Lessons from the Salish Sea: Embracing Flexibility
Curled up in our teacup-sized cabin, I rested my forehead against the porthole and watched the steady stream of rain as it sheeted down into the sea. I was aboard Wild Rye, our 32-foot sailboat and tinier-than-tiny home, at the dock on Cortes Island where we had spent the last month.
My partner and I had moved aboard Wild Rye several months earlier with the goal of sailing our way from Salt Spring Island up the beautiful, intricate coast of British Columbia and eventually continuing our way around the world.
The world, it turned out, had other plans: after only a few weeks of sailing, we had washed up on Cortes Island with a broken engine in need of replacement.
Burrowing into the chaos of the cabin to escape the rain – trust me, chaos is not a strong enough word to describe an 8-by-6 foot space that is simultaneously a kitchen, bedroom, workshop, and engine room – I wondered what exactly I was doing here.
I had graduated from university four years ago, armed with the passionate certainty that I was going to make a difference in the world and excited to get to work. Now here I was: no job, no assets to speak of except for a broken-down boat, armed with nothing but a handful of vague travel plans that seemed stubbornly reluctant to manifest themselves.
Despite it all, I felt surprisingly content. I realized that perhaps it didn’t matter how far we went; even the short journey from Salt Spring to Cortes had done wonders for my mental health. The anxiety over money and work that often plagued me was gone, replaced by a calm certainty that everything would work out eventually.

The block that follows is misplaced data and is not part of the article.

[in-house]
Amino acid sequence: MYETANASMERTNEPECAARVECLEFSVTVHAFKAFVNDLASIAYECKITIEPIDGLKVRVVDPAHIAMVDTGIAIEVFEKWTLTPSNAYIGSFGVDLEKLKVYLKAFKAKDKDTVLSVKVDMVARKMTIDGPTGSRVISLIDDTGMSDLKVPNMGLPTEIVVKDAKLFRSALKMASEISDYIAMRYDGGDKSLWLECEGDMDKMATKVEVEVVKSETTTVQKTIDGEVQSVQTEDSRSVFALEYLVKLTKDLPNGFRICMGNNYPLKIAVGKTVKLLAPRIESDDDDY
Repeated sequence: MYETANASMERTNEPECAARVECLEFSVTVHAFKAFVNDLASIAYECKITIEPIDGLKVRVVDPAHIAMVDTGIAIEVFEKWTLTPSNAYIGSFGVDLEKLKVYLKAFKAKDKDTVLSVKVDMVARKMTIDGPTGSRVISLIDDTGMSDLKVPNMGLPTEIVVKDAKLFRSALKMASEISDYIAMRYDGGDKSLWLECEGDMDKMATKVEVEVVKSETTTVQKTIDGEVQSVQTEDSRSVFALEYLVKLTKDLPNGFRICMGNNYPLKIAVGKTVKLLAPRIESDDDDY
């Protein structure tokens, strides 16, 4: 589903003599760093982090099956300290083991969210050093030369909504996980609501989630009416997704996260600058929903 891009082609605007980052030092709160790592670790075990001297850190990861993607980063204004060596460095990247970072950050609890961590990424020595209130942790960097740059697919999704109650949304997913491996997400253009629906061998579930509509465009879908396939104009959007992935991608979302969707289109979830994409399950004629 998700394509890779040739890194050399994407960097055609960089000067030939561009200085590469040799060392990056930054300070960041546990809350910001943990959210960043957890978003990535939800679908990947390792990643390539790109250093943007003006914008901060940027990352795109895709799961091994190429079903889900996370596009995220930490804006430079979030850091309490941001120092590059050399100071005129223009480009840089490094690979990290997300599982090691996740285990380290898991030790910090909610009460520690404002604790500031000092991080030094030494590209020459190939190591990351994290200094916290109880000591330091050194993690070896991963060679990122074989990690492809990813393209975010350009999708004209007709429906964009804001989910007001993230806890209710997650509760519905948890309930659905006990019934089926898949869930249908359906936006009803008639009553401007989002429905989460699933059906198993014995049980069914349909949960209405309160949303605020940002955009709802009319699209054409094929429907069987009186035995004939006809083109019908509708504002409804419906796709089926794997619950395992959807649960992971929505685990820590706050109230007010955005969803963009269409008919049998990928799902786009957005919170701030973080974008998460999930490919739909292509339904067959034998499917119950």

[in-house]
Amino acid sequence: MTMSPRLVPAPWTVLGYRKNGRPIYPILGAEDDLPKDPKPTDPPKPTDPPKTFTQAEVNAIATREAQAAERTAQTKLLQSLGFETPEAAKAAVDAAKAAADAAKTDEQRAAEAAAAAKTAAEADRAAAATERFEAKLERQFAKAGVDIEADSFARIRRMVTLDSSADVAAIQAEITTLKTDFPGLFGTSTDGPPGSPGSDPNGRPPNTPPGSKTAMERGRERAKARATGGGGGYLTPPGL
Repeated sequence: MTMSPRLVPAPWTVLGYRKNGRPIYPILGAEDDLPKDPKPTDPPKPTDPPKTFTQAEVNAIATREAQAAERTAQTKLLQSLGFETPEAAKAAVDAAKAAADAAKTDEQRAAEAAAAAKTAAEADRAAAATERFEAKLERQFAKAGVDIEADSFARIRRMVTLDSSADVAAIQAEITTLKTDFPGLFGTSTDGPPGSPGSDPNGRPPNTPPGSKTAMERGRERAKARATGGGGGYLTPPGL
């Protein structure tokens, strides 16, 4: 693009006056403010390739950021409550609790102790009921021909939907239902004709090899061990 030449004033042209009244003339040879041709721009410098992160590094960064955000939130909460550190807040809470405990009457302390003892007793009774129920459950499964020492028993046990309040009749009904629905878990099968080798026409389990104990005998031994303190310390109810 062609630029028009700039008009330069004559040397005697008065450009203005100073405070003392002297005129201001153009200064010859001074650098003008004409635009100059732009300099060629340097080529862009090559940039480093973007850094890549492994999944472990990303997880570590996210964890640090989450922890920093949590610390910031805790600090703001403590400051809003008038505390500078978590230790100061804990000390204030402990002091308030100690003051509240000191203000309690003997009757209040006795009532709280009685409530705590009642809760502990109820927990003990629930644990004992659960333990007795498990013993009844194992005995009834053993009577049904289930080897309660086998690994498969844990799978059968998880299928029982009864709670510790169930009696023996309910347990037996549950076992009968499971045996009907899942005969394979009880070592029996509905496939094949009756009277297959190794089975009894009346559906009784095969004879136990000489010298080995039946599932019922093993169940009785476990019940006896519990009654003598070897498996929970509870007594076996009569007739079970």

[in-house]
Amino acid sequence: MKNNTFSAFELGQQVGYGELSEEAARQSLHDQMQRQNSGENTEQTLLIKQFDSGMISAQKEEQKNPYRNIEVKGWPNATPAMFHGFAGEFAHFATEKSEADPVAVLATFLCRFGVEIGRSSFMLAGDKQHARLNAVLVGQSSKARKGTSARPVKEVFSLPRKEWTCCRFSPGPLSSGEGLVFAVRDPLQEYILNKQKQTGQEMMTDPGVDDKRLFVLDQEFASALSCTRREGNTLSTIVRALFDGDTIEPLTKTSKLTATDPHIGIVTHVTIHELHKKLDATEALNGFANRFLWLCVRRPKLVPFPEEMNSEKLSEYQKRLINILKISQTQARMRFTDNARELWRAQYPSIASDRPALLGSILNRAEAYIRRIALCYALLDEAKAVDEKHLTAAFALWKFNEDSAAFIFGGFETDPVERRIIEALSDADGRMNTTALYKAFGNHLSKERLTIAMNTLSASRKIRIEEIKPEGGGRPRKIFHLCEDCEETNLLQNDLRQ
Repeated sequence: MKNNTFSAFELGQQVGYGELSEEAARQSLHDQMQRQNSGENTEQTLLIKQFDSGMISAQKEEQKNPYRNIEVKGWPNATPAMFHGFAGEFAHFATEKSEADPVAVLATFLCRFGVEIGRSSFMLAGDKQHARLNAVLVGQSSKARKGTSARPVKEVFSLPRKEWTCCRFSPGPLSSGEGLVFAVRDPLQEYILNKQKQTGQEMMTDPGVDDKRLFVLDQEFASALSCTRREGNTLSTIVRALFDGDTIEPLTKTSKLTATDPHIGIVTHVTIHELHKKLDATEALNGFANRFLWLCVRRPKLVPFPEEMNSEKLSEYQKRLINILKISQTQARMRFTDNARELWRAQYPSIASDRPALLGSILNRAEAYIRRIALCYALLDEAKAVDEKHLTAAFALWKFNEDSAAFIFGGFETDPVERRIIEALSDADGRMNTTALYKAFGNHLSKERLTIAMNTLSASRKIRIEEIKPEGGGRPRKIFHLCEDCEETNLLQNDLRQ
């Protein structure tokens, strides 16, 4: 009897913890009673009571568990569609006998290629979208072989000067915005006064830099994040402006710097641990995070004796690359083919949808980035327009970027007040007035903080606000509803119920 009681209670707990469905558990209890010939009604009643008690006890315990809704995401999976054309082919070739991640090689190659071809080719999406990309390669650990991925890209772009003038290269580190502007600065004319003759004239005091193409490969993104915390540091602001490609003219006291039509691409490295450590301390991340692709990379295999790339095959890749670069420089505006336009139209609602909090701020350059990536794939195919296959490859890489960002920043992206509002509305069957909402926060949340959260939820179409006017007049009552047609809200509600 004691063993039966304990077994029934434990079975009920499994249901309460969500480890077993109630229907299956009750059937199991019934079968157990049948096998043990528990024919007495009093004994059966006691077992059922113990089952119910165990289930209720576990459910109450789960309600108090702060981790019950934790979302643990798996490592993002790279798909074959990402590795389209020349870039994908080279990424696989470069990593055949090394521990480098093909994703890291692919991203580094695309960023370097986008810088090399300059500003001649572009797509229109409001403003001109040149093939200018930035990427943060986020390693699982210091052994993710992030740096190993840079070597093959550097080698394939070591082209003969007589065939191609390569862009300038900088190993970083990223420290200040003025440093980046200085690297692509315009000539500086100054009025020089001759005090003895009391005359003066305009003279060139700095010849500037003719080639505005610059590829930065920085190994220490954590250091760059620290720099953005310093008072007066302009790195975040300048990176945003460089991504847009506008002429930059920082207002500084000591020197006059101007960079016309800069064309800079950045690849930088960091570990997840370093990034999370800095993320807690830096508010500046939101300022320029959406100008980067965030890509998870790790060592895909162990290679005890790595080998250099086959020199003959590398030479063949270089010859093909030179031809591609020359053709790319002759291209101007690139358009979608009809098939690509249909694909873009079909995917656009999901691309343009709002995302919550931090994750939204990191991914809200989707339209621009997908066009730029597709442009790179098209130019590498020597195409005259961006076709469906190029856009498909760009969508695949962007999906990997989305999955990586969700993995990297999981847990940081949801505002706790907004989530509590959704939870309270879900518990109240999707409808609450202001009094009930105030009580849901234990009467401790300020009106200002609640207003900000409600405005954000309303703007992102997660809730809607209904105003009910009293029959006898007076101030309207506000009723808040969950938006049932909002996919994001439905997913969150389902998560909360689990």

Sailing is a form of travel that teaches flexibility.
Water flows around obstacles; it takes the easiest route, or where there is none, it patiently carves its own. Water will wear away anything, given enough time. Floating in the Salish Sea, Wild Rye held softly in its salty embrace, I had started to learn how to embody that fluidity. The small worries dissolved, my mind opened to new possibilities and I could see the world with fresh, inquisitive eyes.
That feeling of going with the flow is what I love most about travel of any kind. It’s easier to accept changes in plan when adventure is the goal.
It’s easier to live in less comfortable conditions because, not being “at home”, there are no firm expectations for how things should be. It’s easier to invite conversations with strangers because that’s the best way to get to know a new place. All of these things make it possible to explore our surroundings with more curiosity and excitement than we can usually muster in our day-to-day lives at home.
Listening to the steady thrum of rain on the cabin top, that grey day on Cortes, I realized that I didn’t have to venture very far from home to feel the thrill of possibility that travel brings – I didn’t even have to be doing anything particularly exciting.
All I had to do was take a breath of salty ocean air, open my eyes to the world unfolding all around me, and learn to see the beauty in it.